• BROKEN OR FRAGILE SKIN - Perhaps due to conditions such as Eczema or Psoriasis or simply age, this can make a patient more vulnerable.

  • NUTRITION - A good diet is necessary for healthy skin, so under or poorly nourished or hydrated patients are at greater risk.

  • MOISTURE (CONTINENCE / PERSPIRATION / WOUND EXUDATE) - Moisture under pressure against the skin can create moisture legions which can eventually lead to ulceration⁶⁻⁷.

  • MOBILITY - Already sedentary or immobile patients present a greater risk, which is compounded by the complete immobility of general anaesthesia.

  • MEDICATION - Drug-induced pressure ulcer (DIPU) is a newly recognised adverse drug reaction associated with the administration of psychiatric drugs in geriatric patients with dementia.

  • UNDERLYING HEALTH CONDITIONS - Conditions that affect the flow of blood through the body, such as type 2 diabetes, can make a patient more vulnerable to pressure ulcers. Can also be a concern with some heart, lung and kidney illness⁸.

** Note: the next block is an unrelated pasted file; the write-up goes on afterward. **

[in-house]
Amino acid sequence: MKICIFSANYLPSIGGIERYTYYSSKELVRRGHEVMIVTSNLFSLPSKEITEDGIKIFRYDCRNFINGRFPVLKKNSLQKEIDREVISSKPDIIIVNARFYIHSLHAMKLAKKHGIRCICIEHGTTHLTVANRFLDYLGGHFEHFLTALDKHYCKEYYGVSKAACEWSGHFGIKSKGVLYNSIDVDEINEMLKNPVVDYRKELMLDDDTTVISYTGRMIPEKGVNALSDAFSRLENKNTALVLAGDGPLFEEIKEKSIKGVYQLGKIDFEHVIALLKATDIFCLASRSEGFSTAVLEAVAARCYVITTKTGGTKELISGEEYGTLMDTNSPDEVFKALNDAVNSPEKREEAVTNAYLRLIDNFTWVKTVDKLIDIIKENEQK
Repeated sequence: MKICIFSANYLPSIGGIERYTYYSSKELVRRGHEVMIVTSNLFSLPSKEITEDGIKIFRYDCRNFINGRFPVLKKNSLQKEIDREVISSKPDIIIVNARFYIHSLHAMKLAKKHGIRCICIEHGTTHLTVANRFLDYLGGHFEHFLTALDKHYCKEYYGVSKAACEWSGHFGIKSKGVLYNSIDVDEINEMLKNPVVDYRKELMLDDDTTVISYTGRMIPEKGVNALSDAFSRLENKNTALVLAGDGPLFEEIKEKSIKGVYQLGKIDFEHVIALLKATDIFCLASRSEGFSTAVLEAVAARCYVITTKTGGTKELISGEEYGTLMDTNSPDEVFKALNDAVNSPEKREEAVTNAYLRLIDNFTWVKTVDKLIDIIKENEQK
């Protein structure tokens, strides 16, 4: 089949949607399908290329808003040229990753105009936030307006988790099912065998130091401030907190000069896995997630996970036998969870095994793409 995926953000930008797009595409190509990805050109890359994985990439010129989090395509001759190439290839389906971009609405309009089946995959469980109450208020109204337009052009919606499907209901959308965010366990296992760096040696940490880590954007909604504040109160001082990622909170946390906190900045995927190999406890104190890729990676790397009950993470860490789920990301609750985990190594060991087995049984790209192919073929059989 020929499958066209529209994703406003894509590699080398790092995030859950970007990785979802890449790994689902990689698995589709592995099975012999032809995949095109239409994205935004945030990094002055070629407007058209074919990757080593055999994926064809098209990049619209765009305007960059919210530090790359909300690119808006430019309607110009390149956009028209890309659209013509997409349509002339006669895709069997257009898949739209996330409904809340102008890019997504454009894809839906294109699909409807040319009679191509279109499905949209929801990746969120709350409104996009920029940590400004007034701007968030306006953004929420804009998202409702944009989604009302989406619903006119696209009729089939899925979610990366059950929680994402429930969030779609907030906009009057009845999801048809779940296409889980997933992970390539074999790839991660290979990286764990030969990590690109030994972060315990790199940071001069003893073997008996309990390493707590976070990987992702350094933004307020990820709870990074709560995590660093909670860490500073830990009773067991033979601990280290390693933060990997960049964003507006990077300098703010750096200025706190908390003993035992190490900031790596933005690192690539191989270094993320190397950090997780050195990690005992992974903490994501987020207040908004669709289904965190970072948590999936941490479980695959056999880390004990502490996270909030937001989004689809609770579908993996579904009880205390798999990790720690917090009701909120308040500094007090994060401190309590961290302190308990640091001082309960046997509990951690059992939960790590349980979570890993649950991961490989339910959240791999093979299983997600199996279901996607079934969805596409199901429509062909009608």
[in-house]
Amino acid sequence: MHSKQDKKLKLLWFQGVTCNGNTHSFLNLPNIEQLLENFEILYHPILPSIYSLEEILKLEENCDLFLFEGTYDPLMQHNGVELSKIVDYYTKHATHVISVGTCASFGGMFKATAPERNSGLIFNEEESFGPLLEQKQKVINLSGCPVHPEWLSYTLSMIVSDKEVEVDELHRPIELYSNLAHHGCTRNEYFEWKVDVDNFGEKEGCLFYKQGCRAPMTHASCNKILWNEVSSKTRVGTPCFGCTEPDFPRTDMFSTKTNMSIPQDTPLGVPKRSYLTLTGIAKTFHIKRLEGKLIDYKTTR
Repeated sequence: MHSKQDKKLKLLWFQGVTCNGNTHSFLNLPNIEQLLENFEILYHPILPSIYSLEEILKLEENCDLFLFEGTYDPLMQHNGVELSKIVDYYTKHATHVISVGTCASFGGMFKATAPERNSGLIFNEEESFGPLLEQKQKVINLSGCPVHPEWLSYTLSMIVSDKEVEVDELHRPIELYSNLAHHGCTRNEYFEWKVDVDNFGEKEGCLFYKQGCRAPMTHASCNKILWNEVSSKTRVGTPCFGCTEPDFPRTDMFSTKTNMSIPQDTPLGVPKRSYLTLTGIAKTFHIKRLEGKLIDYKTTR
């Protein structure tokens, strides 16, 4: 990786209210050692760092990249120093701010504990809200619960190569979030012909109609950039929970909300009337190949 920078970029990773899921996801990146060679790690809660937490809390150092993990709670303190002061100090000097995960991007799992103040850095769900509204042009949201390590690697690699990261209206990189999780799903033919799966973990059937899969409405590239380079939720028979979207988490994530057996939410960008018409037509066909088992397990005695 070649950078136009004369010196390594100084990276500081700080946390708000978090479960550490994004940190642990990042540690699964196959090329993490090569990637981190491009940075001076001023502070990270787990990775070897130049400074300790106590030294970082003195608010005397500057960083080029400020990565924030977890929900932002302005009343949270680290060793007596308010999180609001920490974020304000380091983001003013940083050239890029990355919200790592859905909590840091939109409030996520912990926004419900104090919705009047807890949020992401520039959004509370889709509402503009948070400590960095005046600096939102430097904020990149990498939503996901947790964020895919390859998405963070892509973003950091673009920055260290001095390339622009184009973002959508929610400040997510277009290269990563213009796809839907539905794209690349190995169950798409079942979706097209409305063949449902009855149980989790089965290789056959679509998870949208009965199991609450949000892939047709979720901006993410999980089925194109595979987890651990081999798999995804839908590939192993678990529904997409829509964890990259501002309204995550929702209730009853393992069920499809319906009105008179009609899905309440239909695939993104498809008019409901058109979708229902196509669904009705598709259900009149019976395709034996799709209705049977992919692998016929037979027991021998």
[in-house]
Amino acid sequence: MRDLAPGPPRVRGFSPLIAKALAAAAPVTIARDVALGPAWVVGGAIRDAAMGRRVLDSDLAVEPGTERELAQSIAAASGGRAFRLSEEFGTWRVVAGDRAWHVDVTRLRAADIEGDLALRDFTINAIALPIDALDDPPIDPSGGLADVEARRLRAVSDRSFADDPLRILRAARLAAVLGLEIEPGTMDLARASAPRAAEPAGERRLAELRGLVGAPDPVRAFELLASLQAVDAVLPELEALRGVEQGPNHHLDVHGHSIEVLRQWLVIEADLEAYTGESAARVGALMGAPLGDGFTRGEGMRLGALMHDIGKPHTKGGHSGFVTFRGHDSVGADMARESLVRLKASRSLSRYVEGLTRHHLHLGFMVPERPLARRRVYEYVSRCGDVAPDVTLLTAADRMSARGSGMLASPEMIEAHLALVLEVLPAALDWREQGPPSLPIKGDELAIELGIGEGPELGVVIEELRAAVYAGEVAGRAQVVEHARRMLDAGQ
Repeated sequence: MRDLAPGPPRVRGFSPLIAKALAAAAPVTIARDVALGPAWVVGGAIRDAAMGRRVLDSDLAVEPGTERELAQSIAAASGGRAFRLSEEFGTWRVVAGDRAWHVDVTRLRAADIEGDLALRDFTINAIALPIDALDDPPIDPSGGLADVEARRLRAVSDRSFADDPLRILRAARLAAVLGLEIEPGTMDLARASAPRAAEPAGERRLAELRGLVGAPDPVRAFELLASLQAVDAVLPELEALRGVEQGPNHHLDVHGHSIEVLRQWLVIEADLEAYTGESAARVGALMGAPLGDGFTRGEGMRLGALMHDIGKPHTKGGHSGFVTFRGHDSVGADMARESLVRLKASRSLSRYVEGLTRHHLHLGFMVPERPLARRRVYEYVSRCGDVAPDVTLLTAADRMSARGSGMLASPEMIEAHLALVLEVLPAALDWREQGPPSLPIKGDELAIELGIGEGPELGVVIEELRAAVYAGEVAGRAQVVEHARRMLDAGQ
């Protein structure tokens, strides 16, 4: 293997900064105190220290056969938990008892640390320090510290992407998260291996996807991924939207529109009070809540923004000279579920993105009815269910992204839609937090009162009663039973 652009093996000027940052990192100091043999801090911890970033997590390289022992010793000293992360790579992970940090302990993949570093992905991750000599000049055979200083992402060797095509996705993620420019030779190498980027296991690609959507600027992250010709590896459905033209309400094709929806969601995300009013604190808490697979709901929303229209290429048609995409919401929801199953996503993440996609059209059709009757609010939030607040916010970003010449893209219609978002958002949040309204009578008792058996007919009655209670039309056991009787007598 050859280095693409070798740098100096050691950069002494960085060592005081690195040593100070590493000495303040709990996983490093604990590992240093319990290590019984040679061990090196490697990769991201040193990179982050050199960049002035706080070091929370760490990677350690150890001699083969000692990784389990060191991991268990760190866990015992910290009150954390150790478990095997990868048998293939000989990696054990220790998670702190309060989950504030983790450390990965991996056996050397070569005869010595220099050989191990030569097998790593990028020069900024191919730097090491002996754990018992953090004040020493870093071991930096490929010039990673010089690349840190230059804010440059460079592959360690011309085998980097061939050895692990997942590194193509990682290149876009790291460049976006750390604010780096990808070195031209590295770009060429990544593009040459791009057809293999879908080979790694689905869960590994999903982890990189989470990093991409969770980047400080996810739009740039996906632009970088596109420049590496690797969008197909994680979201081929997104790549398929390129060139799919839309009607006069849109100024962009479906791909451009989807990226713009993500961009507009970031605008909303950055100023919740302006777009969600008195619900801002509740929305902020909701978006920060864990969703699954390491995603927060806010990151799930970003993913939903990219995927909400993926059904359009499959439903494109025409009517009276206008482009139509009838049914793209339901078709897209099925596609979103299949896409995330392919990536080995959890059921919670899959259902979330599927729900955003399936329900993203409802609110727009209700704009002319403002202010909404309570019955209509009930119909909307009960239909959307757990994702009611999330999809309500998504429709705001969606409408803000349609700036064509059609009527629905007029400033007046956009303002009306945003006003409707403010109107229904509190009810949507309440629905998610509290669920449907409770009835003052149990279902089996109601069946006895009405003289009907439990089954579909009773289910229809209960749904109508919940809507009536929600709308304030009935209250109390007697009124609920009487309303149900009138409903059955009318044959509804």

• MEDICAL DEVICE-RELATED PRESSURE INJURIES - Any piece of medical equipment in contact with the patient over an extended period has the potential to cause a pressure injury, even something seemingly innocuous such as an intubation tube resting against a patient’s face. Achieving adequate support and ensuring the patient remains rigidly in the desired position during surgery, means care must be taken in selecting appropriate positioning devices.

While many of these factors are intrinsic to individual patients, the final one offers the greatest scope for prevention.

Areas of greatest vulnerability

As stated earlier, pressure injuries commonly develop in the areas of the body in contact with a surface: